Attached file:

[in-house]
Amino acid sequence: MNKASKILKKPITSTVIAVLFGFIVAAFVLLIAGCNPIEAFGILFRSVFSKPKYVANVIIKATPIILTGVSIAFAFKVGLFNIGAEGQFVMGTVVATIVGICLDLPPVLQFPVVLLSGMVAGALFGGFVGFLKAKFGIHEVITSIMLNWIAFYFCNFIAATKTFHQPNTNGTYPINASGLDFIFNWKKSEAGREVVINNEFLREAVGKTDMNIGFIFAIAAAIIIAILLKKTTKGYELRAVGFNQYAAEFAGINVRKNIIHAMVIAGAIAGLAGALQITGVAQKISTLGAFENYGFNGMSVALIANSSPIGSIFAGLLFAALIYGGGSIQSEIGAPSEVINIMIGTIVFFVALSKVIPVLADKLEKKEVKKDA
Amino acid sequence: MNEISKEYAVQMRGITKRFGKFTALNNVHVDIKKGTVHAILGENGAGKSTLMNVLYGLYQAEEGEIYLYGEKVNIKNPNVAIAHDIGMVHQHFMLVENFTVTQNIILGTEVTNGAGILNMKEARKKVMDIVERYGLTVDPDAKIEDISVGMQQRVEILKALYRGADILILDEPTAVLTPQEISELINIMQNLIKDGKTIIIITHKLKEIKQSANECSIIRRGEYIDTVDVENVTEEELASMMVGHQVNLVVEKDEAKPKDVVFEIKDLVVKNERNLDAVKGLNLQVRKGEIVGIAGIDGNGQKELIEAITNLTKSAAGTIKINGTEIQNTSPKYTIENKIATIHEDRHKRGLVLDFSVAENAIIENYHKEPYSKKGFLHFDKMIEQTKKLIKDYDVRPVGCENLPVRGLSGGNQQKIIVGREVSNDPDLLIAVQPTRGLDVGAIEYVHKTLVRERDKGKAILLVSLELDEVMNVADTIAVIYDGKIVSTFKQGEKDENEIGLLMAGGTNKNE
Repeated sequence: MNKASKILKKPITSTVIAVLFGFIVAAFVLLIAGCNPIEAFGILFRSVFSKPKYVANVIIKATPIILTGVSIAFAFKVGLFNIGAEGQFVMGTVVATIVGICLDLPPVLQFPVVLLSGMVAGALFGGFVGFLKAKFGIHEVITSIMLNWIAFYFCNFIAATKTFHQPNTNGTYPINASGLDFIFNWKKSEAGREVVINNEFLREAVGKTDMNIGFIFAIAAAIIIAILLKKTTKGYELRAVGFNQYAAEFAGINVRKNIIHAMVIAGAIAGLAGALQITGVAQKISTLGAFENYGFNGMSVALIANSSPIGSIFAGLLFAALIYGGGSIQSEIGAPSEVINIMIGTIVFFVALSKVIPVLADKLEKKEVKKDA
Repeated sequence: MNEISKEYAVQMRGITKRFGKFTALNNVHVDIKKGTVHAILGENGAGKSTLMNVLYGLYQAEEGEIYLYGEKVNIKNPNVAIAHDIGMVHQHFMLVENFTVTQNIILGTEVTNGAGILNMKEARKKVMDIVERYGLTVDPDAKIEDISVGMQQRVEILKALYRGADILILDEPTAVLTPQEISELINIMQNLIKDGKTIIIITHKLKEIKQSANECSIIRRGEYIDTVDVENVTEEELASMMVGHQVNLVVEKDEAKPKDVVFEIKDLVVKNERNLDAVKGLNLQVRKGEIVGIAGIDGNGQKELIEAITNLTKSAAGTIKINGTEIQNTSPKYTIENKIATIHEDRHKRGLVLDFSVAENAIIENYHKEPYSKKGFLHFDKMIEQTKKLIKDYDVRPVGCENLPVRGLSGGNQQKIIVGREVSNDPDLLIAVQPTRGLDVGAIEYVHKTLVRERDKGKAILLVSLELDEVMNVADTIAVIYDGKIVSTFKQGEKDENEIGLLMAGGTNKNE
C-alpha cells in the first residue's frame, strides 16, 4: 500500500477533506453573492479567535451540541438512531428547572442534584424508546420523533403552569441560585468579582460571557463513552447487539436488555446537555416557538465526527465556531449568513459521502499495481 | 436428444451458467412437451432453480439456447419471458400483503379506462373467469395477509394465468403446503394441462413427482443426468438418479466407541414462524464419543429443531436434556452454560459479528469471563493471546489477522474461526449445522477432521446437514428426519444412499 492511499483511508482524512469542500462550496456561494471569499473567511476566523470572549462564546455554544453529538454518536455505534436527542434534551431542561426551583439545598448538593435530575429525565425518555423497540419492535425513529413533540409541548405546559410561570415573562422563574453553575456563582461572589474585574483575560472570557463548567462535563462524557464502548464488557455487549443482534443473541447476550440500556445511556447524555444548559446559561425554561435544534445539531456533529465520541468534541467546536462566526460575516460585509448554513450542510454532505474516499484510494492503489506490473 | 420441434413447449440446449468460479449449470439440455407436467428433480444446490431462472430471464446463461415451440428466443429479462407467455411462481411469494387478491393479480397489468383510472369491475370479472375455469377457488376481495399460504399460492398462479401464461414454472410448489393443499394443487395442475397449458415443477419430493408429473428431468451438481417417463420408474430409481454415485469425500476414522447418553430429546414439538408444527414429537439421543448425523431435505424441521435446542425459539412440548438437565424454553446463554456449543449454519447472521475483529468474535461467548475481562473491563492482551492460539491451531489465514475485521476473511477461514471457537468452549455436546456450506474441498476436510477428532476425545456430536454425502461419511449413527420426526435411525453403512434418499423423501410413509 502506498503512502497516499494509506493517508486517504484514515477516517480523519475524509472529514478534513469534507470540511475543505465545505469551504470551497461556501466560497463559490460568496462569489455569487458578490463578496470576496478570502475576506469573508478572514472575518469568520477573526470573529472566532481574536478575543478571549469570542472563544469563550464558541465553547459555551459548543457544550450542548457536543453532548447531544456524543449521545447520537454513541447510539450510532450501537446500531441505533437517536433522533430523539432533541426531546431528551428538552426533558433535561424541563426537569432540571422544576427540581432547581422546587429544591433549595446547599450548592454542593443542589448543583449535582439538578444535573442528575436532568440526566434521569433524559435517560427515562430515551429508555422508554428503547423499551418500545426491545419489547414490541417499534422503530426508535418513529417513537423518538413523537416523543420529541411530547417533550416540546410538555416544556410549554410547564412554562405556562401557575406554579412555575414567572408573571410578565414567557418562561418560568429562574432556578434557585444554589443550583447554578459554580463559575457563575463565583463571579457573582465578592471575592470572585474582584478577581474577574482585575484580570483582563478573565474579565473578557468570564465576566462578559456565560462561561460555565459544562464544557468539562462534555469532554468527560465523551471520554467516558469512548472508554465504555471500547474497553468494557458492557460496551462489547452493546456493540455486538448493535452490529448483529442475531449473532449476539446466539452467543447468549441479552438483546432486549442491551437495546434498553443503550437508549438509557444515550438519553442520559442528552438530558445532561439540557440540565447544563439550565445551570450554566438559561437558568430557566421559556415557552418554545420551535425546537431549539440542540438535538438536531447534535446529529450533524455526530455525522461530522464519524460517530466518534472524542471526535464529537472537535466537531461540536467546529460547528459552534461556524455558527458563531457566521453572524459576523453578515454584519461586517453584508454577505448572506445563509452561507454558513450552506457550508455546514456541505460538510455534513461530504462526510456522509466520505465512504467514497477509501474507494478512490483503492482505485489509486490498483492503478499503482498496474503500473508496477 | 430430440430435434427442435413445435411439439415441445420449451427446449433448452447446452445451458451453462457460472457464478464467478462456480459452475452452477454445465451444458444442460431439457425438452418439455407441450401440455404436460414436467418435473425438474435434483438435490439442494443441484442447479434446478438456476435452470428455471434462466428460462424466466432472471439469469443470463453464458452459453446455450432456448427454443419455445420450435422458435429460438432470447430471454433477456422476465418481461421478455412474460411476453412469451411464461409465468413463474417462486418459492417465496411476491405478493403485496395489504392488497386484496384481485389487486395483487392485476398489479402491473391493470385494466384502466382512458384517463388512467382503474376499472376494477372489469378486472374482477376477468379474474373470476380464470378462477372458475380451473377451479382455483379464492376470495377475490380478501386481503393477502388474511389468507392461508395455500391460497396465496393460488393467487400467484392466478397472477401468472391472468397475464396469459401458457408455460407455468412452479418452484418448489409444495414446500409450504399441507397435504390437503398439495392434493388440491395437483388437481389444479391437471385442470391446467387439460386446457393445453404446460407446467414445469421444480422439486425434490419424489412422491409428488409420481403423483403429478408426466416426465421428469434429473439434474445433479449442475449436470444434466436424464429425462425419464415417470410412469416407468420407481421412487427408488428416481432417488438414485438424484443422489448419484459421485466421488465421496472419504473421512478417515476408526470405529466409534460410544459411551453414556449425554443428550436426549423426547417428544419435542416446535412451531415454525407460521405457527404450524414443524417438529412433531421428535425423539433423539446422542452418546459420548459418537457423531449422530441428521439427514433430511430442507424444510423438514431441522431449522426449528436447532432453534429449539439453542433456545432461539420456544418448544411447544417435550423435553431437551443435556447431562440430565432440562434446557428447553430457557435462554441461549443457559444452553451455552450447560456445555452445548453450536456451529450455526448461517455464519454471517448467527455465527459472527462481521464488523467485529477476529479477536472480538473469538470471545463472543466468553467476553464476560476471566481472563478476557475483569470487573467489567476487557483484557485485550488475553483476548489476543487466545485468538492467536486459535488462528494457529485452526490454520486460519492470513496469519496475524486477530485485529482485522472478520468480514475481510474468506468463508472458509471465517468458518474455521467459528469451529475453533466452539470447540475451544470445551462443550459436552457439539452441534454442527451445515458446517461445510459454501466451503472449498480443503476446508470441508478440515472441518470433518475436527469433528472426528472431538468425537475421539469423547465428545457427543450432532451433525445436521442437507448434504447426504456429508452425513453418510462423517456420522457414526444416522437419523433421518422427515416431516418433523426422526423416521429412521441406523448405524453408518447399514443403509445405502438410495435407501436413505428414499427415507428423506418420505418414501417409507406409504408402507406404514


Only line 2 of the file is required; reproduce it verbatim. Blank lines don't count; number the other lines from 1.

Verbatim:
Amino acid sequence: MNKASKILKKPITSTVIAVLFGFIVAAFVLLIAGCNPIEAFGILFRSVFSKPKYVANVIIKATPIILTGVSIAFAFKVGLFNIGAEGQFVMGTVVATIVGICLDLPPVLQFPVVLLSGMVAGALFGGFVGFLKAKFGIHEVITSIMLNWIAFYFCNFIAATKTFHQPNTNGTYPINASGLDFIFNWKKSEAGREVVINNEFLREAVGKTDMNIGFIFAIAAAIIIAILLKKTTKGYELRAVGFNQYAAEFAGINVRKNIIHAMVIAGAIAGLAGALQITGVAQKISTLGAFENYGFNGMSVALIANSSPIGSIFAGLLFAALIYGGGSIQSEIGAPSEVINIMIGTIVFFVALSKVIPVLADKLEKKEVKKDA